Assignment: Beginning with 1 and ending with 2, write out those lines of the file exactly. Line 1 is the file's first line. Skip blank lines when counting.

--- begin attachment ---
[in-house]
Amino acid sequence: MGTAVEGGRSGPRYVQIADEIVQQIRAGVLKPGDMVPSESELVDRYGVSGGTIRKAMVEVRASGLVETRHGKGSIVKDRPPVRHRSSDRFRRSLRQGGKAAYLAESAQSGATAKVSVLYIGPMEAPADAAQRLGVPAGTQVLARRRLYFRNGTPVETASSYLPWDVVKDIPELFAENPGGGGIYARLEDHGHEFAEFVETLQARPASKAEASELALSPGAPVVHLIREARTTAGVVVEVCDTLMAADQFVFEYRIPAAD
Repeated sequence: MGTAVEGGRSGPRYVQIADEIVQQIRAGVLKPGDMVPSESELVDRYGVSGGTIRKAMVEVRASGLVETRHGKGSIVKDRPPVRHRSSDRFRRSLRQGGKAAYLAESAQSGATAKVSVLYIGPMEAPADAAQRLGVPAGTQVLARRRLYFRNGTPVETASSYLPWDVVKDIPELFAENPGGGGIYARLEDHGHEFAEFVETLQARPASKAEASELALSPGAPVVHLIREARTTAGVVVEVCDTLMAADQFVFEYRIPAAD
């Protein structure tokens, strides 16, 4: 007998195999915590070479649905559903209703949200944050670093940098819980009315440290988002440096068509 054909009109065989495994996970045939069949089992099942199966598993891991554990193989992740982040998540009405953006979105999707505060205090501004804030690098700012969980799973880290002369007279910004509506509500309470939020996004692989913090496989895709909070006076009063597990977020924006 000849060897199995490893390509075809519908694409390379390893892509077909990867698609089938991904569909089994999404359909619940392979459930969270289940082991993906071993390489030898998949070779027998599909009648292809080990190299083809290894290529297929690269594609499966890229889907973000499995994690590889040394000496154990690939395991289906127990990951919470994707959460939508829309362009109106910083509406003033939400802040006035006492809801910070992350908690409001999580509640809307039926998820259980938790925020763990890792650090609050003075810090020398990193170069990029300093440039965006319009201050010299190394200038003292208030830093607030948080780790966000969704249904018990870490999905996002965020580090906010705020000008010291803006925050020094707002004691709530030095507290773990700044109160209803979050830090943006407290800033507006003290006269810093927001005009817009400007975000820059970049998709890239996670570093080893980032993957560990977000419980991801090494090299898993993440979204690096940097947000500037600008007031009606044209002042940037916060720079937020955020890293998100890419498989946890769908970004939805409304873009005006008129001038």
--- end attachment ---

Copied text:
[in-house]
Amino acid sequence: MGTAVEGGRSGPRYVQIADEIVQQIRAGVLKPGDMVPSESELVDRYGVSGGTIRKAMVEVRASGLVETRHGKGSIVKDRPPVRHRSSDRFRRSLRQGGKAAYLAESAQSGATAKVSVLYIGPMEAPADAAQRLGVPAGTQVLARRRLYFRNGTPVETASSYLPWDVVKDIPELFAENPGGGGIYARLEDHGHEFAEFVETLQARPASKAEASELALSPGAPVVHLIREARTTAGVVVEVCDTLMAADQFVFEYRIPAAD